- – Comment on “Party Down South” Facebook page, which is currently 353,667 fans strong.
Well, … Like We Ain’t Ever is like ‘We’re gonna party like we ain’t ever,’ ya know? I grew up having that saying and we wrote the song and it seemed fitting. A lot of these kids down here party, and they’ll look back and be like ‘Ya know, we partied like we ain’t ever that night.’ I think it’s just a fun name. ●
- – Luke Bryan, insightfully, on his latest Spring Break album title.
I’m a BIG country music fan. I love country music. I would say, you know, besides hip-hop, country music is one of my favorite genres. I love it. I love the storytelling in country music. I love the lyrics. ●
- – Jennifer Lopez lays the groundwork for her eventual, inevitable country-dance album.
[Sara] Evans has never been a singer of hardcore country music — she likes pop, and she’s not afraid to apply her big vocal power to a big, cheesy power ballad. ●
- – NPR’s Ken Tucker, evidently unfamiliar with Evans’ Three Chords and the Truth history.
He was a man of a lot of laughter. Why not let the light endure? Yes, this cool image whatever brings people in, and it’s part of who he was. I still haven’t figured everything out about my dad, and I probably never will. And that darkness, that’s truth. But that’s not the full picture. ●
- – John Carter Cash on restoring the lighter side of his dad’s legacy.
I think family connections get you the meeting, but people look at you twice as hard as they would if you were just a clean slate. ‘Hey, your dad was a genius, in the Hall of Fame, won 11 Grammys, seven Tony awards — okay, show us what you do.’ [Laughs.] Okay. ●
- – Dean Miller on being son of Roger.
The only way I’ve ever known how to explain it is that every day I would wake up … I feel like everybody starts at a zero and different things can take you up and down. I started out in the negative. It was a chore just to get to zero and so many days … I could never. … If I got to 10 it was just for a second. ●
- – David Nail, speaking out on his longtime battle with depression.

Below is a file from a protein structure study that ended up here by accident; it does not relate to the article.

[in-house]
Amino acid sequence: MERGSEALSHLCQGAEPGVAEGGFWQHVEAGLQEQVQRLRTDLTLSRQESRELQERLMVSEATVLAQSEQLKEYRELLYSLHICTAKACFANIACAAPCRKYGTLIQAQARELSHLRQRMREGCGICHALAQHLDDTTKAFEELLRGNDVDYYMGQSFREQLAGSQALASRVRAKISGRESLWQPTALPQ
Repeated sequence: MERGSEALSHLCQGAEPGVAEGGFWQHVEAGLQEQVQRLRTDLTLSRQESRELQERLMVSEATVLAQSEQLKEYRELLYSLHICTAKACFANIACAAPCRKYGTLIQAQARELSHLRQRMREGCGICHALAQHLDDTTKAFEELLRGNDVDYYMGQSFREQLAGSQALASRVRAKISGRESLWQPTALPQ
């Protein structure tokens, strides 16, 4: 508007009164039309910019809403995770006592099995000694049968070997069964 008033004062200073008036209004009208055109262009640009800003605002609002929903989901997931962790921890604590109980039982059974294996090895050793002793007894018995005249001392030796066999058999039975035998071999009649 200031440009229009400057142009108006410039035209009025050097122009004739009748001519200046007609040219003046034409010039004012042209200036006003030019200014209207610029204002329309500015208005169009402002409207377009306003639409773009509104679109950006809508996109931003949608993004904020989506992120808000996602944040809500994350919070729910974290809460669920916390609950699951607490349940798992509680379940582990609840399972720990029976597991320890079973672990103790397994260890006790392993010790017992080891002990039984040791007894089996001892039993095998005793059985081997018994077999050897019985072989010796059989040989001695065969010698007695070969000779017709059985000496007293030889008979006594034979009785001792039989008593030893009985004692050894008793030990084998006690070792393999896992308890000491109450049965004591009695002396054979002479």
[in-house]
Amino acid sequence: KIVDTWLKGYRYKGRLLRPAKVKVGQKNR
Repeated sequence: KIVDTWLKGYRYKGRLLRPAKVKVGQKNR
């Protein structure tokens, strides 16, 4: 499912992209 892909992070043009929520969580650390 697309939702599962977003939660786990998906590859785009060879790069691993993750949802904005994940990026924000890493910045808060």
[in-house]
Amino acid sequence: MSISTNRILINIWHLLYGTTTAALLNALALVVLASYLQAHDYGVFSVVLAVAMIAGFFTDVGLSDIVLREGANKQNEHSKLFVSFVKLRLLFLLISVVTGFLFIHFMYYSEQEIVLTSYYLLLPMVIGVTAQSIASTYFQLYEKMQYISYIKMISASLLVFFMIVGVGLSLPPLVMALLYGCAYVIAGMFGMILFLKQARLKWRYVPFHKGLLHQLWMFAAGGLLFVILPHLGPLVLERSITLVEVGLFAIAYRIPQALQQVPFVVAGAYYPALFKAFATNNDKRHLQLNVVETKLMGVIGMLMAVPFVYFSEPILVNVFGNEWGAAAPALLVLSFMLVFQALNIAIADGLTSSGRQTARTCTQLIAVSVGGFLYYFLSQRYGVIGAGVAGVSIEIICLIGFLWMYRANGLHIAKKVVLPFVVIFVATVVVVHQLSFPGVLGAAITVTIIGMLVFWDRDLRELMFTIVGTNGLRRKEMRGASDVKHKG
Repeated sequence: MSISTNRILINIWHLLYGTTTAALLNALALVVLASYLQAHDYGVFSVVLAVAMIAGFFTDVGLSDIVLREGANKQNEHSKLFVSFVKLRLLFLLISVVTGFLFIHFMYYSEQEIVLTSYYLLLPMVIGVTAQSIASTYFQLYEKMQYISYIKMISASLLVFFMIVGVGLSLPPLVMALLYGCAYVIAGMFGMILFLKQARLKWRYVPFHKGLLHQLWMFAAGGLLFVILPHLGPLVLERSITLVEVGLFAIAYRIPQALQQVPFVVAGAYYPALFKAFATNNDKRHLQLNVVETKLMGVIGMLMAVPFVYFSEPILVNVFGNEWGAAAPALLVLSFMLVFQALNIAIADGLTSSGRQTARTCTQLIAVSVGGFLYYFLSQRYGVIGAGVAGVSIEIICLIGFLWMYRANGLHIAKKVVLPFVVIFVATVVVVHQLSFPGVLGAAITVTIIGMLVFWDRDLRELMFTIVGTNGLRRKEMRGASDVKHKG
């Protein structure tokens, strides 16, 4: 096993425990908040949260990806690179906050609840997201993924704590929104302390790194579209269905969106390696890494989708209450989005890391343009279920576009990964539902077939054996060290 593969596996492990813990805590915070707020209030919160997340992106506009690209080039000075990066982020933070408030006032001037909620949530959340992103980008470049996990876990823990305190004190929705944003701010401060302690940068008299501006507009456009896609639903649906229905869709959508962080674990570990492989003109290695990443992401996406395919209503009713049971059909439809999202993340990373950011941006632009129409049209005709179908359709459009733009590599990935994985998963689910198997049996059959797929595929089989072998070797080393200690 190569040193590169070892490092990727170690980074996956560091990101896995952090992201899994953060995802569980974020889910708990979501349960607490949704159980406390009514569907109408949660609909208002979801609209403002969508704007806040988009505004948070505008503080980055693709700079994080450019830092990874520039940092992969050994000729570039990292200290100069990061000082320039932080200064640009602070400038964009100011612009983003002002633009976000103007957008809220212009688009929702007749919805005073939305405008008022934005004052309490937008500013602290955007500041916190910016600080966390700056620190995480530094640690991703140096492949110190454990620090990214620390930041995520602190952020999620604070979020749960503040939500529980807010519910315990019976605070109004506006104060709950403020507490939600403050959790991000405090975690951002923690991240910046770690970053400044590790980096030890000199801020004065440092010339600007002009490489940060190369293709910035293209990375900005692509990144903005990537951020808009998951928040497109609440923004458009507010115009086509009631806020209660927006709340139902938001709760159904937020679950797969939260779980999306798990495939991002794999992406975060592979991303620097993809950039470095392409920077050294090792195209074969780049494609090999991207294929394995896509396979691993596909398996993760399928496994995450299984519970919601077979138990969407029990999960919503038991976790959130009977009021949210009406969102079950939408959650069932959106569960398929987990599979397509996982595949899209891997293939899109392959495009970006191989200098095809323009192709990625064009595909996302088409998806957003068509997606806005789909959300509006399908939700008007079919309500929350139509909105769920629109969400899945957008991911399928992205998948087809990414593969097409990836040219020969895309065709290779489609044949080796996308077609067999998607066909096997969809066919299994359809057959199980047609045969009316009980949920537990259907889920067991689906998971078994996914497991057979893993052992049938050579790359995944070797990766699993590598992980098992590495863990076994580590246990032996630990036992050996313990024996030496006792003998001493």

There’s rampant sexism in the show, without a doubt – it’s satirizing sexism. When you take a song and lift it out of the show, of course it’s misogynistic as hell – but the idea is that my character, Doyle Mayfield, is a relic of the past. (Not that we don’t have sexism or misogynism today.) Back then, these guys would be on TV and Dolly Parton was constantly having to bite her lip with Porter Wagoner making sexist jokes right on camera. A lot of what my character does is take all of that sexism, that old-school attitude, on his shoulders. ●
- – The Doyle & Debbie Show creator Bruce Arntson, who’s working on turning the popular musical revue into a film. For now, the live show is back in Nashville with a residency at Zanies. I’d go.
When people think about country music, and they use the term ‘Traditional Country,’ they’re talking about something that has happened in the past. But, when those songs were out currently, they were the freshest thing on the radio. Nobody was saying ‘Let’s go record traditional country.’ They just wanted to record music that meant something to them. Willie and Waylon were getting flack for being progressive at the time because they were mixing it with rock and the outlaw thing. Those guys were just doing what they wanted to do creatively. It’s such a bizarre argument because all those things were fresh back then. ●
- – Jerrod Niemann, beating an old drum.
It’s a different business world for sure than it used to be. We’re now involved in merchandising and touring. We’re involved in the fan club. We’re involved in a lot of things that we, historically, used to not be involved in, but we have to be in order to make this work. ●
- – Scott Hendricks, Executive Vice President of A&R at Warner Music Nashville.
In the days of great music, it was a matter of, work on your craft, and then one day someone gives you a chance, and you’re off and running. Now it seems to start with a guy in an office somewhere going, “We need a duo.” [Laughs.] Then they go create one, and they get people who are willing to sign their life away to be that duo. ●
- – Dean Miller again. His new album is ‘Til You Stop Getting Up.